Avalanche Start Zones

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Avalanche Starting Locations

Knowledge about potential avalanche starting locations is very useful for route planning. Avalanches are more likely where the snow is under tensile stress; this can occur due to convex slope curvature, uneven snow depth and anchor points on a slope. Where the terrain above the anchor point is more than 40 degrees snow will slough off the slope putting more load on the snow below.

Avalanche from toe of cliffs in Tignes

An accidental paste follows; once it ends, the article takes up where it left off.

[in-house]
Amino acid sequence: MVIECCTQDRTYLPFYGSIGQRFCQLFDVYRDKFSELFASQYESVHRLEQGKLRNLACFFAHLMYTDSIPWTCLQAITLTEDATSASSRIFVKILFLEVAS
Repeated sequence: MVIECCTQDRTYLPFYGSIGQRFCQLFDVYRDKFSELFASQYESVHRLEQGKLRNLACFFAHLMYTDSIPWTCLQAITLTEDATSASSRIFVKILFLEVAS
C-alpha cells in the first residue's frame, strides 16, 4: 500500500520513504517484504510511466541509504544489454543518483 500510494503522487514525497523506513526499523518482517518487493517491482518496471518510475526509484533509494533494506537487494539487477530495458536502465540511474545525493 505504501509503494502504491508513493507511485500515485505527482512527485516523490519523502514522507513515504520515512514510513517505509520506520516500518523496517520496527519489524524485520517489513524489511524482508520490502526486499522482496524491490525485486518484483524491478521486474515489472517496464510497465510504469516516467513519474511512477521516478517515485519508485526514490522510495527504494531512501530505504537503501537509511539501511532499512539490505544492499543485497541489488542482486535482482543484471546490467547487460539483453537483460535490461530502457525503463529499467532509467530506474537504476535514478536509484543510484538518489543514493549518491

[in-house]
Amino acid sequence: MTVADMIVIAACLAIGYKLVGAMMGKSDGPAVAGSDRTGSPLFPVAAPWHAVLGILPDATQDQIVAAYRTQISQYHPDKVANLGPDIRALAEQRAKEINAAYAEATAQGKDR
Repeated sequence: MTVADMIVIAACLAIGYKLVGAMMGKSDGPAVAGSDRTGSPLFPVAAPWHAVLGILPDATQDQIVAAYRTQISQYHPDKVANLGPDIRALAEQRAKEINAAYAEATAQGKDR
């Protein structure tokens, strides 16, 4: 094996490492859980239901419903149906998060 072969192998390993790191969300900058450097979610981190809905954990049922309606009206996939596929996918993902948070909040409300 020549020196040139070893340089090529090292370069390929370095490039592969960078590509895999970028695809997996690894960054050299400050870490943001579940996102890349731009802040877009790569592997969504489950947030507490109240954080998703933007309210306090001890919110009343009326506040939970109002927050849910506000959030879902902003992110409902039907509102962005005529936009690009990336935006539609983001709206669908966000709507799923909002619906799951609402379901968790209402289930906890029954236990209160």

Avalanche from toe of cliffs in Tignes

“Grass provides an ideal sliding surface for snow. Willows and slide alder tend to stabilize snow early in the season, but later on, due to creep of the snow cover, are bent over until they are lying parallel to the ground, thus becoming a much less effective barrier. In cold, dry climates, the air spaces provided by brushy ground cover like willows and alder allow the development of large depth hoar crystals that provide a weak layer at the bottom of the snow pack.

Light timber, defined as timber which you can ski through without too much difficulty, is no protection; slabs can form from wind eddies ... Heavy timber, that is virtually impossible to ski through, is usually safe although abnormally large avalanches may break through from above.”

Categories: Snow Safety